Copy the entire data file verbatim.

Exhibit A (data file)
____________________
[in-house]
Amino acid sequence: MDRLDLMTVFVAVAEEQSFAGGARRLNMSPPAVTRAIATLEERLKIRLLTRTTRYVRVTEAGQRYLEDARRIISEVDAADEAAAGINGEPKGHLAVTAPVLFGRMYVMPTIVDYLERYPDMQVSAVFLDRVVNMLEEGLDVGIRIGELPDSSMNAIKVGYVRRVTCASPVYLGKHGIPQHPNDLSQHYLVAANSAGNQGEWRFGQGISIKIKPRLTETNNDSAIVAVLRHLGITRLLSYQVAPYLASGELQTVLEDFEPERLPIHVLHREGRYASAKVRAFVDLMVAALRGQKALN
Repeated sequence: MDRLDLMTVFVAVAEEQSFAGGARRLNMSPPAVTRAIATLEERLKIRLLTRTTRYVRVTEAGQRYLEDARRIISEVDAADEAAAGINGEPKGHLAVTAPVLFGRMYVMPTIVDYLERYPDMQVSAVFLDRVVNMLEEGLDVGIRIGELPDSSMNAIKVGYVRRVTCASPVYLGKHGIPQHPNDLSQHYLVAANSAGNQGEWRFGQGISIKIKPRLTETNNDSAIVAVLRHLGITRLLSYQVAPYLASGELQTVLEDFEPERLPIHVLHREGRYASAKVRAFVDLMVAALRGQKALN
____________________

[in-house]
Amino acid sequence: MDRLDLMTVFVAVAEEQSFAGGARRLNMSPPAVTRAIATLEERLKIRLLTRTTRYVRVTEAGQRYLEDARRIISEVDAADEAAAGINGEPKGHLAVTAPVLFGRMYVMPTIVDYLERYPDMQVSAVFLDRVVNMLEEGLDVGIRIGELPDSSMNAIKVGYVRRVTCASPVYLGKHGIPQHPNDLSQHYLVAANSAGNQGEWRFGQGISIKIKPRLTETNNDSAIVAVLRHLGITRLLSYQVAPYLASGELQTVLEDFEPERLPIHVLHREGRYASAKVRAFVDLMVAALRGQKALN
Repeated sequence: MDRLDLMTVFVAVAEEQSFAGGARRLNMSPPAVTRAIATLEERLKIRLLTRTTRYVRVTEAGQRYLEDARRIISEVDAADEAAAGINGEPKGHLAVTAPVLFGRMYVMPTIVDYLERYPDMQVSAVFLDRVVNMLEEGLDVGIRIGELPDSSMNAIKVGYVRRVTCASPVYLGKHGIPQHPNDLSQHYLVAANSAGNQGEWRFGQGISIKIKPRLTETNNDSAIVAVLRHLGITRLLSYQVAPYLASGELQTVLEDFEPERLPIHVLHREGRYASAKVRAFVDLMVAALRGQKALN